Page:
|Homepage.||This page: The pre-war motors were history as Don moved on to owning a '53 Volkswagen.|
1953 Volkswagen Beetle.Having experienced an ecclectic assortment of pre-war motorcars, and some scarily rapid motorcycles, Don decided to go 'sensible', and plumped for an ancient Volkswagen, saddled with just 25bhp of air-cooled performance..
I had been married six months and the Hillman Minx had developed an ominous clatter in the engine. I bought a very cheap A40 Devon, but it was too cheap, the previous owner’s teenage son having ‘practised’ on it.
I saw the VW sitting resplendant on a sales lot in Ashford, it was low mileage, no sign of any depreciation on the body or interior but the engine made an interesting noise from a hole in the inlet manifold which allowed the price to be reduced.
With a new manifold fitted I put the car through its paces. ‘Paces’ may be the wrong word because there was no pace at all; it was fitted with the 1132cc 25bhp engine which would barely propel the beast to 60mph with a following wind.
I tried to look on the bright side; the VW would probably laugh at cobbled streets and ploughed fields, but then again, when was I ever going to encounter these conditions? There were other endearing little features: the noise, there was no sound insulation whatsoever and a friend who borrowed it for a short journey mentioned ‘threshold of pain’ when referring driver and passenger comfort. He also mentioned, in passing, that it was probably the only car produced since the war without a synchromesh gearbox, I had to agree, but this omission on the part of the Wolfsburg development team proved useful on several occasions.
Returning from visiting some friends in Buntingford, about a hundred miles away, the clutch cable snapped; in desperation I tried putting it into first and pressing the starter … unbelievably, the car lurched forward and started with four up.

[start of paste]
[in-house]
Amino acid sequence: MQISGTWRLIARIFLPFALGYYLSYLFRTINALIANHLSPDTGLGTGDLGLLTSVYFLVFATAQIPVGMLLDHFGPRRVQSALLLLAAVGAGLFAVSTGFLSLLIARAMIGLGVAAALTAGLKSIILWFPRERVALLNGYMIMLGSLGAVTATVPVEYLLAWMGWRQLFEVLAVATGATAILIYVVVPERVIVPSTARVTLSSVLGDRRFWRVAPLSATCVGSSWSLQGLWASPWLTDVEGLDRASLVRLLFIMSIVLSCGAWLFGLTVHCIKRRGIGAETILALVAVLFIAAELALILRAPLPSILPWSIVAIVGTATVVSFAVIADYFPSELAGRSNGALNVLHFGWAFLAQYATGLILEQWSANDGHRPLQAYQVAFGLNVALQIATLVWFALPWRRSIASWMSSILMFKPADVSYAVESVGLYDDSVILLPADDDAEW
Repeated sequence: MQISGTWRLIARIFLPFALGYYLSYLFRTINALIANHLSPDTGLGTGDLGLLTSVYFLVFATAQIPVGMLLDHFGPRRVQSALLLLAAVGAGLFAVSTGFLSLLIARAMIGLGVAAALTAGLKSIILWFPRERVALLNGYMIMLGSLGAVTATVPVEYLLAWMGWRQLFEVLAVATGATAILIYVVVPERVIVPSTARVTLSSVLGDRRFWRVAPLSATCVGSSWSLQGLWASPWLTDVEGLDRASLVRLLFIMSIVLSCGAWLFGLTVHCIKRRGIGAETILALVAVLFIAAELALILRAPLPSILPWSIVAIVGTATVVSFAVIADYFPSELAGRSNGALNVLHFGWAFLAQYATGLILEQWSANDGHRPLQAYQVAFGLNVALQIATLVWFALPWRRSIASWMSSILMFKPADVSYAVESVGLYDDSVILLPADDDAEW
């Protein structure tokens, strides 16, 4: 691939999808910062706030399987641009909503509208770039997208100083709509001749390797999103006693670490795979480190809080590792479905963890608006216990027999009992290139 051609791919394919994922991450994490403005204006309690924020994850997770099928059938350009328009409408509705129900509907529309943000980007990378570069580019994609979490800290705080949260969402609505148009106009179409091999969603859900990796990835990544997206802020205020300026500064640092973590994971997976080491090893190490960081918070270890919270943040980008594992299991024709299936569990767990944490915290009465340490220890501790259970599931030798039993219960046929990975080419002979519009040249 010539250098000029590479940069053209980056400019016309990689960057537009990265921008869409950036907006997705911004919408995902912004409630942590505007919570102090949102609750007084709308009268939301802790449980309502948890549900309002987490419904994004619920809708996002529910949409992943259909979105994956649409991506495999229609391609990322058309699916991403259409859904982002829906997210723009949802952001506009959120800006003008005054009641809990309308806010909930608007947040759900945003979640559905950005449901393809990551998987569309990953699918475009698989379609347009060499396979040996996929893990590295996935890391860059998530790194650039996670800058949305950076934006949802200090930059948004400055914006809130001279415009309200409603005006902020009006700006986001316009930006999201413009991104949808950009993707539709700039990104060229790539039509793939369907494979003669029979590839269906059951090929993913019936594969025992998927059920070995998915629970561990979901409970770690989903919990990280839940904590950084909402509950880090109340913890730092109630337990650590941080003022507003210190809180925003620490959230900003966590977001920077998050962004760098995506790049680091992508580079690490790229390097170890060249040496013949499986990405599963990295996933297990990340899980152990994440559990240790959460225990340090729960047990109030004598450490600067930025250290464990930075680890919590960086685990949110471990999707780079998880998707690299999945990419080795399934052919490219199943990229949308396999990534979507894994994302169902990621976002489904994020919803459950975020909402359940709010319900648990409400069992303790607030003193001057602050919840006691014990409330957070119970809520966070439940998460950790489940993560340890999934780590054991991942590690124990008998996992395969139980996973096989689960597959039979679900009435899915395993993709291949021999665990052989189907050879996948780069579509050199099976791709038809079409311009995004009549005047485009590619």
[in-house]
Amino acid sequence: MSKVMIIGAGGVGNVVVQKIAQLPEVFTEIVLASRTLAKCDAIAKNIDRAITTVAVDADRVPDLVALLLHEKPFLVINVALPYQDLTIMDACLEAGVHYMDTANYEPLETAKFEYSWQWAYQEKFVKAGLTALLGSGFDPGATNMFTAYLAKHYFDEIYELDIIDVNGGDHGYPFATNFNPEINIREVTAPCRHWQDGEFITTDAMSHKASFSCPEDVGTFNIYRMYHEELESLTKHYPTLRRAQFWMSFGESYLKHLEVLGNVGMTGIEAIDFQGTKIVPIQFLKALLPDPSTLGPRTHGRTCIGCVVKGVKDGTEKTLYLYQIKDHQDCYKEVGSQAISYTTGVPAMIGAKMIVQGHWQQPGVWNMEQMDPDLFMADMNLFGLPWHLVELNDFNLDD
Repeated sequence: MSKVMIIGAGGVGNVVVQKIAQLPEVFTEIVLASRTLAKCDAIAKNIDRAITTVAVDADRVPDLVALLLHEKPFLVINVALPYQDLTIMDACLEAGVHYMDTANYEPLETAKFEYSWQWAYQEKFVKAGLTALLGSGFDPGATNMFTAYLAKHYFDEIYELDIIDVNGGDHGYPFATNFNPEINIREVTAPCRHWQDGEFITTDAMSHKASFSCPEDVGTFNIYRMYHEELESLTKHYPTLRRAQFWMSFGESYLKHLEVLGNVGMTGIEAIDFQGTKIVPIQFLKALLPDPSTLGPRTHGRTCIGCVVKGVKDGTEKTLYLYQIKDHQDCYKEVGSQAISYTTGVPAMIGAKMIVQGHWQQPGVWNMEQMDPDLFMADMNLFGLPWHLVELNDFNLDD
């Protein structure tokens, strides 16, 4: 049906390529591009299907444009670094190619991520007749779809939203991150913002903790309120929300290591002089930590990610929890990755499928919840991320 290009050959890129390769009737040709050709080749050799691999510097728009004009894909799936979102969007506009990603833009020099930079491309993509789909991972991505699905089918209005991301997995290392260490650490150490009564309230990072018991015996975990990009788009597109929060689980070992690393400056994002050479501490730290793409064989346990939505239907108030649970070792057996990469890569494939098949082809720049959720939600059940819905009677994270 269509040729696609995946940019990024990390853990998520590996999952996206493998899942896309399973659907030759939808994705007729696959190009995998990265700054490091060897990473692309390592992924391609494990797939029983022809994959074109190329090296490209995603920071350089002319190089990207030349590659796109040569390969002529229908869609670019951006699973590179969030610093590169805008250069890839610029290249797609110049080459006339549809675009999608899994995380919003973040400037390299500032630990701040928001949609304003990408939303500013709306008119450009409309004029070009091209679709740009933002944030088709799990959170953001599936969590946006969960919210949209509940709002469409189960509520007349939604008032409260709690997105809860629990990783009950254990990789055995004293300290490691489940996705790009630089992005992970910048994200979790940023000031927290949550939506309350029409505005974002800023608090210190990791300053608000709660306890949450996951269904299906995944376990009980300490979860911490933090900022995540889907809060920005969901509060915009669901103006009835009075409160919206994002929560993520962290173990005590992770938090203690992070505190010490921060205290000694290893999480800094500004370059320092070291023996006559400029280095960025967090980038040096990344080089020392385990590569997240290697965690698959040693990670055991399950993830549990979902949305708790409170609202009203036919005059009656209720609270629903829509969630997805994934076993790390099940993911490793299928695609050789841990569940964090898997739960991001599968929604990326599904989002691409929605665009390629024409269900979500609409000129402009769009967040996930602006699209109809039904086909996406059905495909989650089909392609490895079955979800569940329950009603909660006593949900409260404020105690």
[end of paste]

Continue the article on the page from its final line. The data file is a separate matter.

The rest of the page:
Having a ‘crash’ gearbox made clutch-less gear-changes simple, one just had to get the revs right. A great deal of anticipatory driving was needed, but luck was with us. When I had to stop the road was always flat enough to restart the engine in gear, but we arrived home with my nerves ragged. A few months later the same happened again while camping in Sussex somewhere. Being a bank holiday there was no way I could repeat the Buntingford caper so I scrounged a piece of Bowden cable, punched a hole in the VW's rear bulkhead and tied the cable to the engine clutch lever and clutch pedal. All I had to do was exert a couple of hundred pounds of pressure to operate the clutch. I walked with a limp for several days after the journey home.
I was looking forward to testing the Volkswagen's legendary cold starting qualities (remember the advert with the gap between cars on a snow covered street, ‘The one that got away?’) well, that one at least was true: but the down side was the heater. Two flaps provided heated air by re-directing the engine cooling air into the car. Sharing the cooling fan housing was an oil cooler subject to regular seal failure. The early VW engines had only to suffer one oil leak and the heater could not be used until a complete removal of cowling and degreasing of the engine had been carried out. We froze that winter.
Spring came and my father bought a younger ‘de luxe’ model Beetle and the difference in performance with the 1172 cc engine was quite marked. It produced 34bhp and the heater system had been improved. I bought and fitted one of these engines to my old standard model and used the Beetle until 1968, when the fear of becoming deaf caused me to replace it with a Morris Minor Traveller."
More of Don's motoring yarns, beginning in the 1950s with a series of motorcycles, and moving onto cars soon after, can be found in the motor-car memories section at oldclassiccar, including the story of how he got on with a stylish Karmann Ghia coupe. Memories sent in by a different contributor, this time relating to a 1960 VW Beetle, can be found here.
If you are a fan of older VWs, this Volkswagen screensaver may be of interest, as might this story of how a brochure for a 1938 KdF Wagen, the original VW, survived the war intact.
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